East Hoypus Trail Junction

I finally got past the wetlands and found the rest of the Fireside Trail mostly dry.  I encountered a long, downhill slope where I lost much of the elevation I had gained.  Then I found the junction to the East Hoypus Trail.  This would take me back to Cornet Bay Road.

Looking East over Skagit Bay

The East Hoypus Point Trail skirts a strip of private property and houses along Angler's Haven Drive.  From here, I caught glimpses of the North Cascades across Skagit Bay.  I also noticed that overcast was starting to form.  I had clear, blue skies at the beginning of the hike.

Old-Growth Windfall
Old-Growth Windfall

Several huge, old-growth trees had blown down along this stretch.  Some were fresh from this season but many were ancient.  Apparently, the east side of Hoypus is more susceptible to the fall and winter winds that can rage up Skagit Bay.

Losing these giants is not as disastrous as you may think.  When they fall, there is an opening in the canopy that lets in light.  This nurtures new growth of all sorts.  The trunk will decay, returning nutrients to the earth.  It will also become a nursery for new plants and trees.  This cycle has been repeating for millennia in our forests.  It is a story of life after death.

Liverwort, I think, and Big-leaf Maple Leaves

I found a type of moss I had never seen decorated with frost.  On closer inspection, it might be a liverwort.  They are just as difficult to ID as mosses.  As always, if you know what this is, please post it in the comments.  The diversity of plant life in these natural forests is uncountable.

Deception Pass Bridge

Back on Cornet Bay Road, I never pass up an opportunity to photograph the Deception Pass Bridge, in good lighting or bad.

Big-leaf Maple
Western Sword Fern

Salal
Frost on Branches

This is the middle of winter here.  When I started the hike, it was 32° F (0° C) and when I finished, it was still 32°.  In the shady places, I was enthralled by the beauty of the foliage decorated with frost.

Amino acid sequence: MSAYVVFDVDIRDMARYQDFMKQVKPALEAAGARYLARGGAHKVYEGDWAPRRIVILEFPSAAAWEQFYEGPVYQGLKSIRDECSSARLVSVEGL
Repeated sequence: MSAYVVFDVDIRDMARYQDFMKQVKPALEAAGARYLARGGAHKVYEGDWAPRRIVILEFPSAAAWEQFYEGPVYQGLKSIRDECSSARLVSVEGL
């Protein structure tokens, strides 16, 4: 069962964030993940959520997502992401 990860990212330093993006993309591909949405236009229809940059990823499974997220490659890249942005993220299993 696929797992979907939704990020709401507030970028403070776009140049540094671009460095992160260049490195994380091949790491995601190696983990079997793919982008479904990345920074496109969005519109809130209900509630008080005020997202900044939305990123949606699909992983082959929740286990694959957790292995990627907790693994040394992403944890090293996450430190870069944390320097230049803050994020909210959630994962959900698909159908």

Hoar Frost

Next to Cornet Bay Road, I found this amazing example of hoar frost.  At least, I believe that is what this is.  Those are not fir branches on the ground.  Those are twigs and grasses covered with long needles of ice.  These form overnight under sub-freezing temperatures, clear skies and radiative cooling.

I had a terrific time exploring new territory on my birthday.  According to the map, the hike was 3.5 miles (5.6 km) in length.  My wristband tracker indicated it was 3.6 miles.  The difference would be the distance from my car to the trailhead.  I was pleased to see how accurate the wristband was.  It recorded the hike automatically and documented my heart rate at 110 bpm, right on target.  From Cornet Bay Road at sea level, the elevation gain was about 380 feet.  The wristband gave me credit for 47 flights of stairs.  It took me 2 hours and 45 minutes, with stopping to look at things and take pictures.  Data is cool.

The mystery remains why it is called the Fireside Trail.  I only hiked the eastern two-thirds of it.  Perhaps the answer can be found in the western part.  I'll have to check that out another time.

Saturday, January 2, 2016

First Day Hike 2016:  Hoypus Point


Yesterday, New Year's Day, I attended the fifth annual First Day Hike at Deception Pass State Park.  These hikes have become a tradition in Washington State Parks and around the country.  Our destination was Hoypus Point which introduced me to a section of the park I had never explored.  The one mile trek would take us to the site of an old ferry landing that no longer exists.  Before the Deception Pass Bridge opened in 1935, the ferry shuttled vehicles and pedestrians between Whidbey and Fidalgo Islands.


We gathered at the State Park docks on Cornet Bay.  Jack Hartt, Park Manager, pictured left, and Montana Napier (.pdf), Naturalist Interpreter would be our hosts.  Under the picnic shelter, coffee, cocoa, banana bread and pumpkin bread were provided by the Deception Pass Park Foundation.


Before beginning the hike, Rick Columbo from the Foundation (with hand raised) spoke about the park and its features.  Sub-freezing overnight temperatures had left everything covered in a thick layer of rime frost.  Now, at 32° F (0° C), it was a real winter wonderland setting for our hike.


By the time we set off, we numbered more than 150 for this New Year's Day adventure.  That's the largest gathering yet for these hikes at Deception Pass.  The trail is actually the old Hoypus ferry landing road, now closed to traffic.


Hoypus Point Road offers some of the best bridge and Deception Pass viewpoints in the park.


Hikers added bright colors to the deep shade of the Hoypus forest.  Along the road, two trail heads provide access to the Hoypus Natural Forest trail system.


At the site of the old ferry landing, Mount Baker glistened in the bright sunshine.


We lingered here for quite a while enjoying the views.


To remember the day, I now have another First Day Hike button for my collection.

Here are my posts for the previous First Day Hikes:

Friday, January 1, 2016